George V then announced the changing of his Royal House name from Saxe Coburg Gotha (a German royal house where both his grandparents-Queen Victoria and Prince Albert-descended/note: Queen Victoria and Prince Albert are first cousins) to Windsor to effectively bury his German roots. The present royal house in Europe who has Saxe-Coburg-Gotha’s name is the Royal House of Belgium, the current Belgian King Albert II is the great-great-great grandson of King Leopold I, the first Belgian King and Queen Victoria’s maternal uncle. (note: Leopold I married Queen Victoria’s first cousin Princess Charlotte-only child and successor of Queen Victoria’s paternal uncle King George IV, but she died from childbirth. Leopold remarried three years later to a French Princess and bore him 5 children. If Charlotte had lived, Queen Victoria would never become a Queen and British History might have been very different).

The British Empire extended its territories to the West indies, the African continent and islands in the pacific coast. But after the reign of King George V, the empire reduced into merely a Kingdom with shrinking territories forming the British Commonwealth of Nations. The three countries that retained as dominions of the British Empire are Australia, Canada and New Zealand, they are independent countries but remained attached to the mother country- Britain. They recognized the ruling British sovereign as their head of state. The Monarch’s representative to these dominions is known as Governor-General.

The throne struggled to keep its foot after the two world wars that had battered England, it helps survived the cruelest days of the Huns and the fear of communism, it remained strong in the middle of the crisis and controversies that threatened to destabilize the court. They gone through difficult stages and intrigues but in the end, the mystique of the throne prevailed. But the two wars were merely an icing that decorated on the cake of calamities, the real battleground that fought hard by the highest throne on earth was the personal crisis that haunted the lives of each members, the first of these series was the unforgettable abdication of Edward VIII in the snowy month of December 1936.

Eleven months after the death of George V, his eldest son Prince David immediately ascended as King Edward VIII but the first few months of his reign confronted a serious issue, the King poses an uncomfortable situation that could provoke a constitutional crisis. His feckless character insisted marrying his twice divorced American lover Wallis Simpson, whom his family dismissively branded as “Edward’s unholy lover”. Divorce in the royal circle at that time was such a sacrilege that no divorce persons were allowed in the presence of the monarch and in the royal court. Although legally, Edward could marry Mrs. Simpson and remained King, his morally conscious ministers are against the idea of having a divorce woman as Consort whose equally conservative subjects would never accept Wallis as their Queen. The Prime Minister, Stanley Baldwin, threatened to resign if the love-struck King proceeds in marriage, so Edward, afraid of sacrificing the future of the British government and at the same time determined to keep his lover, proposed that he will be supported by public opinion, the results’ poll was unanimous: either abdicate or abandon Mrs. Simpson.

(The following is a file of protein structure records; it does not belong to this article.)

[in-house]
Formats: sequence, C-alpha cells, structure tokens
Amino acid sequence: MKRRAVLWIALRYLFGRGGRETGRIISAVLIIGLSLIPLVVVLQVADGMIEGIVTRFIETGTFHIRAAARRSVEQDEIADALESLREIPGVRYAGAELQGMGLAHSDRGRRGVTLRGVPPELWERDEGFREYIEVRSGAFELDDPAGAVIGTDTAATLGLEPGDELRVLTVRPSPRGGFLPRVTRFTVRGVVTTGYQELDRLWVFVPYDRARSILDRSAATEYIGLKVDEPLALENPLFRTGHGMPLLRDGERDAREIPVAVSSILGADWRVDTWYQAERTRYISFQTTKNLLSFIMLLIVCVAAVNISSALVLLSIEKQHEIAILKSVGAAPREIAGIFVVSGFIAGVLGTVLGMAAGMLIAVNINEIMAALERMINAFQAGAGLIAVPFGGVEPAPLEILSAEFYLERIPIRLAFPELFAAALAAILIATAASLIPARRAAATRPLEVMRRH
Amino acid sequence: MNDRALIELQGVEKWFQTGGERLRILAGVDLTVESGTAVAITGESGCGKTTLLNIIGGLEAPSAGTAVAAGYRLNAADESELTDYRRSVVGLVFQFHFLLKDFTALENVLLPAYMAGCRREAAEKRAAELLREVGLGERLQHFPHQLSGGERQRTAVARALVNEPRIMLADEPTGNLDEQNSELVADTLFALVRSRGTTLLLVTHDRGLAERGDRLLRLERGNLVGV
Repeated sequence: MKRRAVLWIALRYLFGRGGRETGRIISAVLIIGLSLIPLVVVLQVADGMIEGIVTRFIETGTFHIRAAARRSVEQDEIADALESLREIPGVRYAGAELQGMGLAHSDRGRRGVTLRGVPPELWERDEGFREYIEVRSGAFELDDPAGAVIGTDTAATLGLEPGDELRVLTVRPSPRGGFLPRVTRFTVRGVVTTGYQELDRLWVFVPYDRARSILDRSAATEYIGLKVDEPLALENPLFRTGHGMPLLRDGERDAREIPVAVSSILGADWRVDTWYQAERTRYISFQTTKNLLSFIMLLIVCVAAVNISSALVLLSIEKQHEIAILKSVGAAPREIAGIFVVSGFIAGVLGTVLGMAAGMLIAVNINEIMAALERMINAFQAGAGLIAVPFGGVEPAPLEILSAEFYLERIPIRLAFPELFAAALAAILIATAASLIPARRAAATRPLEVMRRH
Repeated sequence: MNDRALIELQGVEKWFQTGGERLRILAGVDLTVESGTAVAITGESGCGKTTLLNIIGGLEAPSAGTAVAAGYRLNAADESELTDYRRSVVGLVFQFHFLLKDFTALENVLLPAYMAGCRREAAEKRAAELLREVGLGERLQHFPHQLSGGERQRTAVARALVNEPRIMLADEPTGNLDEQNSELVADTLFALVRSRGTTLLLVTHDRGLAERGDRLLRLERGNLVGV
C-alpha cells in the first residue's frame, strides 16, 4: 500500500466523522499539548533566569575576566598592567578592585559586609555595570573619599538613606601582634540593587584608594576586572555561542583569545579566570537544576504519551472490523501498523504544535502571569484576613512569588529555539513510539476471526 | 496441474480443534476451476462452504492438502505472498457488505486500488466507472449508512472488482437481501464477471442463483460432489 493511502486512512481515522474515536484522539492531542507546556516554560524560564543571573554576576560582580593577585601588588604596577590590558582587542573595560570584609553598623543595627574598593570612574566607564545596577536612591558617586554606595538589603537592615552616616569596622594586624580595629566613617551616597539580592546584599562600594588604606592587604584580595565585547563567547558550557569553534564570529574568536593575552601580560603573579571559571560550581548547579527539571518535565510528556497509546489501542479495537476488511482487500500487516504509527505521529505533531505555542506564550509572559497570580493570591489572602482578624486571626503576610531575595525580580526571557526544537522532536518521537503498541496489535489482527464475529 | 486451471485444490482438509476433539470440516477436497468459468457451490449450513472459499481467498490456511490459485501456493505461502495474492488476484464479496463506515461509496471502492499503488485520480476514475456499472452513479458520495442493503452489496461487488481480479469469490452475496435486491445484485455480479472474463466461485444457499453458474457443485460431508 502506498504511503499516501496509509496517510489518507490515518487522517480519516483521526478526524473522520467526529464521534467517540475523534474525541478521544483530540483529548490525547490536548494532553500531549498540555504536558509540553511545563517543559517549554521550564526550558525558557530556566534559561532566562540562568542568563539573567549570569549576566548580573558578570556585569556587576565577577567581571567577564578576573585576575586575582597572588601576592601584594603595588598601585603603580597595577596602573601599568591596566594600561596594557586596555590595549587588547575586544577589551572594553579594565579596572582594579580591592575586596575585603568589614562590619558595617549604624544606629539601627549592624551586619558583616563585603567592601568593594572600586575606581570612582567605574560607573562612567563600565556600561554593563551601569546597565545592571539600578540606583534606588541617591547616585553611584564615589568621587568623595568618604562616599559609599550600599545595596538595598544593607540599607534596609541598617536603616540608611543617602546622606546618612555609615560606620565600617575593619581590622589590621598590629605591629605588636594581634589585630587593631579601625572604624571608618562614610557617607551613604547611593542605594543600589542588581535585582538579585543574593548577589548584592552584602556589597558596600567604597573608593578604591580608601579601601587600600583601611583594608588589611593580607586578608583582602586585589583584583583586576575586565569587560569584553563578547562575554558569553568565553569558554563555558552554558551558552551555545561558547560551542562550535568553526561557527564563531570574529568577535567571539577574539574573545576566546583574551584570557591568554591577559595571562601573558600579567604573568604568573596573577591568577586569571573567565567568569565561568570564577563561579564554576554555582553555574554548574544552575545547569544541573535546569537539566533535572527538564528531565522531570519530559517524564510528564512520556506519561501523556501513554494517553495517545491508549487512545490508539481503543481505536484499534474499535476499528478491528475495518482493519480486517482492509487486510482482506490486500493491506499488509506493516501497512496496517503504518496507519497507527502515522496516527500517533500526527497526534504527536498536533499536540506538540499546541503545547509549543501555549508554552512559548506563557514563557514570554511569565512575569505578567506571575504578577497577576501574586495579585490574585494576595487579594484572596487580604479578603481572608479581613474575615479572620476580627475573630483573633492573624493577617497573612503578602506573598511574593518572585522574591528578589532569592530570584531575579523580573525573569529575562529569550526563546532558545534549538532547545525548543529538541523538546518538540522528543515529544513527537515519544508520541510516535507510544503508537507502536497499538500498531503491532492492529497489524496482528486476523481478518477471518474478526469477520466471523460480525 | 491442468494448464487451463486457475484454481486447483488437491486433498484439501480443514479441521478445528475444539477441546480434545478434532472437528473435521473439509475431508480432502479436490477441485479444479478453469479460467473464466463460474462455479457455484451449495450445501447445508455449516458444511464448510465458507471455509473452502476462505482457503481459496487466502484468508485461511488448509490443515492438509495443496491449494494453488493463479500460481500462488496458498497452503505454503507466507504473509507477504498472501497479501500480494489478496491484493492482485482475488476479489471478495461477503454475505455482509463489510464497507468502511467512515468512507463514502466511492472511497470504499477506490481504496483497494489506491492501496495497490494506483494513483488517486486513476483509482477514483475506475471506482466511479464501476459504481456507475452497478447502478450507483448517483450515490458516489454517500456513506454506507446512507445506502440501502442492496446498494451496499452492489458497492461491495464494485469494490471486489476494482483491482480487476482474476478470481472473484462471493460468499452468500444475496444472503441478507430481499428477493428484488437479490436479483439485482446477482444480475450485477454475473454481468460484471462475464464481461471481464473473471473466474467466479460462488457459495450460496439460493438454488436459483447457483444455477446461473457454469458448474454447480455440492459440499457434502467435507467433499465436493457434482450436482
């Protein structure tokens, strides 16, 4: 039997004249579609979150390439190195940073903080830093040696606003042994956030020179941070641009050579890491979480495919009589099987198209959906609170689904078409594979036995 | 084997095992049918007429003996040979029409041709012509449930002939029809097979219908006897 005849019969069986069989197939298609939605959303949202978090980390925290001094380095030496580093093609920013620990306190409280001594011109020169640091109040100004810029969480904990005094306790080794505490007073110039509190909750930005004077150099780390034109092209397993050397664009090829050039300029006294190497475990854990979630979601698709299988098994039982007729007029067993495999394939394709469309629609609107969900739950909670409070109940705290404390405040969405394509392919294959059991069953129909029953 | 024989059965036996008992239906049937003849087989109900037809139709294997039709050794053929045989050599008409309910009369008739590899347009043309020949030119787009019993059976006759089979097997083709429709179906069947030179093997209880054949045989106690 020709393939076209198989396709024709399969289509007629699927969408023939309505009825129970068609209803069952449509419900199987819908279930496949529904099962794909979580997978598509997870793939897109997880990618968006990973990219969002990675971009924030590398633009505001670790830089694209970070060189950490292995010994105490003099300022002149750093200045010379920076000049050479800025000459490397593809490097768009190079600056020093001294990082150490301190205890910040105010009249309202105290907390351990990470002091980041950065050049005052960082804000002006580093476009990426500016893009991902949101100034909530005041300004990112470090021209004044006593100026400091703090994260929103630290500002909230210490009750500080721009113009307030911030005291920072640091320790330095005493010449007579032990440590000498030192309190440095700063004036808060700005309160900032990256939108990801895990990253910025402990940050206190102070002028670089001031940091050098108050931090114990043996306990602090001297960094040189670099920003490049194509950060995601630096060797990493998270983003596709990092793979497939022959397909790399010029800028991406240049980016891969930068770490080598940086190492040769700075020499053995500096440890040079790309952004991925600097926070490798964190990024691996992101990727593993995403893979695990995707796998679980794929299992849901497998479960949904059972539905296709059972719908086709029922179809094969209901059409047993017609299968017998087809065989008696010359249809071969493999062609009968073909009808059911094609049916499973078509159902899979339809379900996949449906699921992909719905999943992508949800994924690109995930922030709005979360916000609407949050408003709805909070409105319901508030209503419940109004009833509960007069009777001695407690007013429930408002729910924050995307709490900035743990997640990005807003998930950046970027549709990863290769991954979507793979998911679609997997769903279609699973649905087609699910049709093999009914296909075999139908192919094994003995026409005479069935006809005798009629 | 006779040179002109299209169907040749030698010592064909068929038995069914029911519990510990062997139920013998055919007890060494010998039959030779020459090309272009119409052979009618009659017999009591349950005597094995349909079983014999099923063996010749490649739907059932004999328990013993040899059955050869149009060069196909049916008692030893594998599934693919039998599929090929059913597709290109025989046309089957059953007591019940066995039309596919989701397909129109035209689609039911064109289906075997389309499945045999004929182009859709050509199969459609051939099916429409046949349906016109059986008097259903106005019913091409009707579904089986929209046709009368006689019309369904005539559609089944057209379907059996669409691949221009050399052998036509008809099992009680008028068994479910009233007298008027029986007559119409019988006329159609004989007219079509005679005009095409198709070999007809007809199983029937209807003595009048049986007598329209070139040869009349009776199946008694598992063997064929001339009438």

Edward VIII, who was considered as the most famous Prince of Wales in British history with “shining gold hair and sad blue eyes”, chooses love over tradition and duty. On the cold morning of December 11, 1936, his poignant voice echoed through out the world uttering a statement “it is impossible for me to remain King without the support of the woman I loved”. The embittered Queen Mary (his mother) and his disappointed sickly brother Prince Bertie, who will be forced to carry the weight of the crown and the one who will be mostly affected with the abdication, had less sympathy in his predicament. They condemned the ambitious woman who had two living husbands, as undignified commoner who has no class. They refused to recognize Wallis Simpson as member of their clan and did not bestow her with the “Her Royal Highness” style. The royal family’s hatred for Mrs. Simpson’s lasted for a lifetime. Until her death in 1986, at the age of 90, she did not receive any proprietary gesture from the British royal family for creating acrimonious crisis in 1936. Edward VIII forced to live in Exile with his lover and ostracized in the British court forever.